A: Pain interferes with your ability to sleep, do your daily chores, and to have a good quality of life. Therefore it is not surprising that over two-thirds of those who have chronic pain issues report struggling with depression. Constant pain alters the neuro-chemical output in your brain and can negatively impact your entire view of life. Nevertheless, there are two basic steps you can take when you feel yourself sliding into depression these steps will help you regain control without having to take another pill.

First of all, remember to breathe!

When a person is in pain their breathing speeds up, even if they don’t realize it. Try slowing your breathing and focusing on breathing from your diaphragm (belly breathing), this type of breathing exercise will help you feel calm and relaxed. A quiet state of mind leads to a reduction in perceived pain and a better mood. There are Smartphone Apps like “Calm” and “Relax Meditation” that can help by providing guided breathing exercises.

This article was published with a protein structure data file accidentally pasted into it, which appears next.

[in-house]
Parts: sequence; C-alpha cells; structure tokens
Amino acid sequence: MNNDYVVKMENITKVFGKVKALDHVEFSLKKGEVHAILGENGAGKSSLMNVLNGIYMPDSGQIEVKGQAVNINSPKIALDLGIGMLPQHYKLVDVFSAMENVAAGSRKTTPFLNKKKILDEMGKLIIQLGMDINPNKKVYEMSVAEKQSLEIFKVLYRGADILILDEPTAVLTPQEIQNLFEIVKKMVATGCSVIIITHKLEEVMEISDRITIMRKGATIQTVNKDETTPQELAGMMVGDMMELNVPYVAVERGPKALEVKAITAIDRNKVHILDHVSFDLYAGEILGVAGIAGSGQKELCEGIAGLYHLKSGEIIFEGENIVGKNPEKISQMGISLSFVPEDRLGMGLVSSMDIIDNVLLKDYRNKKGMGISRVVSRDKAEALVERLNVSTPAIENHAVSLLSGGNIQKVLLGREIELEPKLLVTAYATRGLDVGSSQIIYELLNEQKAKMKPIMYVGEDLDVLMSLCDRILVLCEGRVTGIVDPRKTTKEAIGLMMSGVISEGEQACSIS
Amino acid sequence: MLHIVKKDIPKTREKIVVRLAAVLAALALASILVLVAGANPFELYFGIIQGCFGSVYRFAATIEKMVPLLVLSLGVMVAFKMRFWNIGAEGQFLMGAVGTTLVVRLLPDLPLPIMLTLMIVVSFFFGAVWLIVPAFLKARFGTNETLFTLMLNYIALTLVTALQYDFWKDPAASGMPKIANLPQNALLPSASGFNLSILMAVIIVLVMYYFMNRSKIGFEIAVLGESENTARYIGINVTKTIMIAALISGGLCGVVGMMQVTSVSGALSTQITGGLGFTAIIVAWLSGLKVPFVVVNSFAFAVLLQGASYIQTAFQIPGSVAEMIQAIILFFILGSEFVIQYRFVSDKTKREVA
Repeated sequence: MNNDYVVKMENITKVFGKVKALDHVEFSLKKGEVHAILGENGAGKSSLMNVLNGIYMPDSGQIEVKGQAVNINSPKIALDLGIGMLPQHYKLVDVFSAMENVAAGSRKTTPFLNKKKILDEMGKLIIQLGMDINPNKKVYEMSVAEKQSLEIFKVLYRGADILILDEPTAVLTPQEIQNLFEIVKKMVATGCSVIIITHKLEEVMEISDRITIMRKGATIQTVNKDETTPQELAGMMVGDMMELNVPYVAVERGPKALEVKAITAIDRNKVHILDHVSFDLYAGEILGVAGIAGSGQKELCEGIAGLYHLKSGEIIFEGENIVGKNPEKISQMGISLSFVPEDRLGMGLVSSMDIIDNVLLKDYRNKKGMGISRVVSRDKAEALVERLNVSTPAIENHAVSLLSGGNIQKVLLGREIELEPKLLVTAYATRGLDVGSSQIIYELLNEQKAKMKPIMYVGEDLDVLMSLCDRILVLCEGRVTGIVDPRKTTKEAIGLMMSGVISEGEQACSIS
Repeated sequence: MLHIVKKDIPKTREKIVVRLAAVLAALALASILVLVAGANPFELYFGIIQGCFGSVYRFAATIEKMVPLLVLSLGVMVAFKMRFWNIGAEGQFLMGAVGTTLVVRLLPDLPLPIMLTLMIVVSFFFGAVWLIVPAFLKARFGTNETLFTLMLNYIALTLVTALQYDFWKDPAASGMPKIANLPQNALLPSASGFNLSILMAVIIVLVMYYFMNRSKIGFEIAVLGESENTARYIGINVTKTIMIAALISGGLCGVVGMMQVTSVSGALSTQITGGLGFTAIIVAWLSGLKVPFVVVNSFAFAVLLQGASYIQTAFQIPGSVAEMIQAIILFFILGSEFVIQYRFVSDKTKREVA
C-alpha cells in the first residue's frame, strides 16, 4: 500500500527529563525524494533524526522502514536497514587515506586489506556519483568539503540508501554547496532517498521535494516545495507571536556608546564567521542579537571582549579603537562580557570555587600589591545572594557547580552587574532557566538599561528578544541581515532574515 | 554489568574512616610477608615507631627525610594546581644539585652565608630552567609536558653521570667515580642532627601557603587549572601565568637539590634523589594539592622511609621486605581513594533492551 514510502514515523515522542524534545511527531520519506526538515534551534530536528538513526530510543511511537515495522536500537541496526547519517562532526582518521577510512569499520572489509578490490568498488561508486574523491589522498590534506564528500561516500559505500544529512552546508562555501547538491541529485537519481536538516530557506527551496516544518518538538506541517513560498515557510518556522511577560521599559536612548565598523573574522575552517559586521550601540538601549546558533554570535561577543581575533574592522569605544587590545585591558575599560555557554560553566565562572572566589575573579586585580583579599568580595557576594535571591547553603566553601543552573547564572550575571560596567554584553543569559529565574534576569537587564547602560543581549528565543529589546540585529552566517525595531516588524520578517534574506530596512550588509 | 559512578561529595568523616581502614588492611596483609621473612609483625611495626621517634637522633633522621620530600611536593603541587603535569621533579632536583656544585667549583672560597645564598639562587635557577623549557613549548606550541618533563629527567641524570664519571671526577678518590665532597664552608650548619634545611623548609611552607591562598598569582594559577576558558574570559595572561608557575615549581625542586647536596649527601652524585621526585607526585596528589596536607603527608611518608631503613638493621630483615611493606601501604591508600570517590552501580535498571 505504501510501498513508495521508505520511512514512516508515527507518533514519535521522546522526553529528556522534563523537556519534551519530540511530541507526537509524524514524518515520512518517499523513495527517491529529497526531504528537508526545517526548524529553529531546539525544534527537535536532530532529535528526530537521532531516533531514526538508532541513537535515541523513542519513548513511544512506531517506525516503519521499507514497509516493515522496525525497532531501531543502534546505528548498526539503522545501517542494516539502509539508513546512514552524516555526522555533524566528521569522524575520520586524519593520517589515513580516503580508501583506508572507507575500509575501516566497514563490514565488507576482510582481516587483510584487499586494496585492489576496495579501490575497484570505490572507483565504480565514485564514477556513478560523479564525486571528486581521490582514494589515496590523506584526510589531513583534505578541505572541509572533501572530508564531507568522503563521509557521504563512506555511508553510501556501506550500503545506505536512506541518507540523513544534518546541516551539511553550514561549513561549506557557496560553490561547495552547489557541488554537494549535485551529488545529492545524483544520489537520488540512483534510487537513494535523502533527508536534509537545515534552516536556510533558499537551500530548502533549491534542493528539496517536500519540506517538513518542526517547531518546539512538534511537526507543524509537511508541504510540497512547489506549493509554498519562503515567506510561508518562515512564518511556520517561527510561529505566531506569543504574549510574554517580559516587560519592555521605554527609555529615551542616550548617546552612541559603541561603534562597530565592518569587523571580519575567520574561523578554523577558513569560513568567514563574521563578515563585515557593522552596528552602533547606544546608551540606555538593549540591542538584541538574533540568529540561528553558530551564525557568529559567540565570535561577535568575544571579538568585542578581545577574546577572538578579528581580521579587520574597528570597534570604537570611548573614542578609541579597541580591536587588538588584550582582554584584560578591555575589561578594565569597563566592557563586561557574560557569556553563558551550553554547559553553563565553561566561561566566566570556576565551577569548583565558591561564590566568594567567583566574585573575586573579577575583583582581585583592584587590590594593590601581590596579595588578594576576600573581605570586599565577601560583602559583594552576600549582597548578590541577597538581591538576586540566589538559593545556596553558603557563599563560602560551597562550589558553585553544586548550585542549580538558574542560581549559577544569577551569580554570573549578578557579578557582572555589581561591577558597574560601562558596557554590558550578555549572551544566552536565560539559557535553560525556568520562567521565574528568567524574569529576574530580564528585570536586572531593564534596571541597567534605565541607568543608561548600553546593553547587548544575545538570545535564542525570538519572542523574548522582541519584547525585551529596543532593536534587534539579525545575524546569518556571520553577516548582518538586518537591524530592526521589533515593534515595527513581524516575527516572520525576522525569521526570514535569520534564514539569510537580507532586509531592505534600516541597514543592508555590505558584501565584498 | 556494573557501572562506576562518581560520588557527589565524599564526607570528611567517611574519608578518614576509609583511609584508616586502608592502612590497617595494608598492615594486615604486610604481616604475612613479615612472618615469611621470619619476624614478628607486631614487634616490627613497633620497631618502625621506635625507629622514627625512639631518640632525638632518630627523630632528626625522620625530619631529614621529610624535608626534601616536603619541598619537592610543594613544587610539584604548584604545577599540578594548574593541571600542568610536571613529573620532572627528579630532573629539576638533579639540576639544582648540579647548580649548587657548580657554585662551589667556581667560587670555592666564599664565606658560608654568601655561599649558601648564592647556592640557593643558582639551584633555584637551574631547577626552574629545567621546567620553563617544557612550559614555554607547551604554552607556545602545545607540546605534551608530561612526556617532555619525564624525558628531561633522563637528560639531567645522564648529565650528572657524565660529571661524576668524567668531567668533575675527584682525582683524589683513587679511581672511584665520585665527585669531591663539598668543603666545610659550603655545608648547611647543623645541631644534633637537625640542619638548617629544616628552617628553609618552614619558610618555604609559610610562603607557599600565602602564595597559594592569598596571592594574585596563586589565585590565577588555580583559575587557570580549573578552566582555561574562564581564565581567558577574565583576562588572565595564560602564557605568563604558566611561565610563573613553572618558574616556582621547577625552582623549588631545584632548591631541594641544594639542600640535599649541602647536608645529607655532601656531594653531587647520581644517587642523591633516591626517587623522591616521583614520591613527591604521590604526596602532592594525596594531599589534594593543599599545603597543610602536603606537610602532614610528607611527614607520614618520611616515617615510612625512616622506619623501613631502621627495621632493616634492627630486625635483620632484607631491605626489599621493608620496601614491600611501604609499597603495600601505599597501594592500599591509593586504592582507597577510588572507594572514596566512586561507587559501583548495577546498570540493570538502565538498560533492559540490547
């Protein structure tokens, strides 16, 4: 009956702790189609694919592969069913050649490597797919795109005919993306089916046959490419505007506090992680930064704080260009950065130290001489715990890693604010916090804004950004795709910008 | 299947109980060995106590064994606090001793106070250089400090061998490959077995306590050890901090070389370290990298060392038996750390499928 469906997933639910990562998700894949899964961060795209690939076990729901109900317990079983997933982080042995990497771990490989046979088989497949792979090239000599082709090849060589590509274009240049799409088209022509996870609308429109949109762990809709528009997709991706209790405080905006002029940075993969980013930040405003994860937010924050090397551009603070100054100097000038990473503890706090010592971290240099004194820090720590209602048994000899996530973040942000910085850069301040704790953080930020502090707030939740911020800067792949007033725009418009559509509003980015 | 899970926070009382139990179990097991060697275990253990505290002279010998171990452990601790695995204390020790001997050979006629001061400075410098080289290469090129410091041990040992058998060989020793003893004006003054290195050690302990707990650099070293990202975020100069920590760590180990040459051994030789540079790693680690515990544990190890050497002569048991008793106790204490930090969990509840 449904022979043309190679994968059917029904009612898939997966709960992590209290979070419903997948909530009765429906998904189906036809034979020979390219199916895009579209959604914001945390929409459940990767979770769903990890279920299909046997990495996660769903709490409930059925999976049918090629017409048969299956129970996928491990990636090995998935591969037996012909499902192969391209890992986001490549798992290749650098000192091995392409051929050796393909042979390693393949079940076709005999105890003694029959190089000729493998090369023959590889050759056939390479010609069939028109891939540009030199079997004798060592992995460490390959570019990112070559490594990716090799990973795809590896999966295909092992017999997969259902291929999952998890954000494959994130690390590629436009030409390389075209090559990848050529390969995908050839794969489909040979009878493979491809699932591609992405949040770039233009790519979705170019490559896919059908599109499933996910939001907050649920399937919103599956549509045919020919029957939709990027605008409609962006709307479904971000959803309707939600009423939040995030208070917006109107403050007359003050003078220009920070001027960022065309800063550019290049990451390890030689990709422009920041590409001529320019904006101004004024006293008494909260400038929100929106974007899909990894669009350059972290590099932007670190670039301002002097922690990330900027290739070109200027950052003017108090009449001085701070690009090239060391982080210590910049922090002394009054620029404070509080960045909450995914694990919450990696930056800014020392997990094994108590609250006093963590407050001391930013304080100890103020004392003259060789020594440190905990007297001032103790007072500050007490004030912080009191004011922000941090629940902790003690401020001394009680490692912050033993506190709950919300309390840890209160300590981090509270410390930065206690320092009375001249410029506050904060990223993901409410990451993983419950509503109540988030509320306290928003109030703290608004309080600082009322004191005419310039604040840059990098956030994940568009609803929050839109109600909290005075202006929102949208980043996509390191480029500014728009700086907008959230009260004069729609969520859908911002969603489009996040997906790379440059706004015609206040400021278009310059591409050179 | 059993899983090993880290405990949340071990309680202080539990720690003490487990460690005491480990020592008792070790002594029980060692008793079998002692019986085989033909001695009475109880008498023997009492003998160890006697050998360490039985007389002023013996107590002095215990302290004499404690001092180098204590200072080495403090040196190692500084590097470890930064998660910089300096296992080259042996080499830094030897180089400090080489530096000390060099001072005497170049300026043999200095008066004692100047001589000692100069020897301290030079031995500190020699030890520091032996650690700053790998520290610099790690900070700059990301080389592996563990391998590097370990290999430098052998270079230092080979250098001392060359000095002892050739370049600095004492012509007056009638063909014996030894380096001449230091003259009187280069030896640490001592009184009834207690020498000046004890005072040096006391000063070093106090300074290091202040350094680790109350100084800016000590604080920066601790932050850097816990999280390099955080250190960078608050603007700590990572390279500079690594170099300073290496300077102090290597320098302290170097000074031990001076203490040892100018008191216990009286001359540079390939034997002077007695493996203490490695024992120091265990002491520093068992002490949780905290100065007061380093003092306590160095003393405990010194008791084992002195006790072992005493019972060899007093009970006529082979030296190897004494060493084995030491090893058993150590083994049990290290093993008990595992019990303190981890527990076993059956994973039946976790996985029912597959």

Secondly, move!

It is common to be afraid of moving when you are in pain, fearing it may cause you to hurt more, but sitting too long will worsen your pain! For every 20 minutes, you sit you should get up and move around for at least 2 minutes. Try taking a short walk or do some stretching. Movement triggers the production of “feel good” chemicals in our brains, helping to reduce both pain and sadness.
If you start these activities regularly and you still feel depressed, don’t be afraid to ask for help! There are trained mental health professionals who can work with you and give you tools to learn to manage your mood and your pain. You may not be able to alter the underlying reality, but you can change how you perceive and think about it. With the right tools, you can manage chronic pain and depression.

A woman receiving chemotherapy with the view of her IV and IV machine in the hospital.

Exercises That Reduce Pain from Chemotherapy

Chemotherapy is a necessary treatment for those suffering from certain types of cancer. While it can help you to get healthy, chemotherapy has many serious side effects. Some of the worst effects are various aches and pains. While you will want to talk to your doctor or a pain specialist about the best way to deal with this pain, you can do a few things yourself to help matters, too. Consider these five exercises that reduce pain from chemotherapy.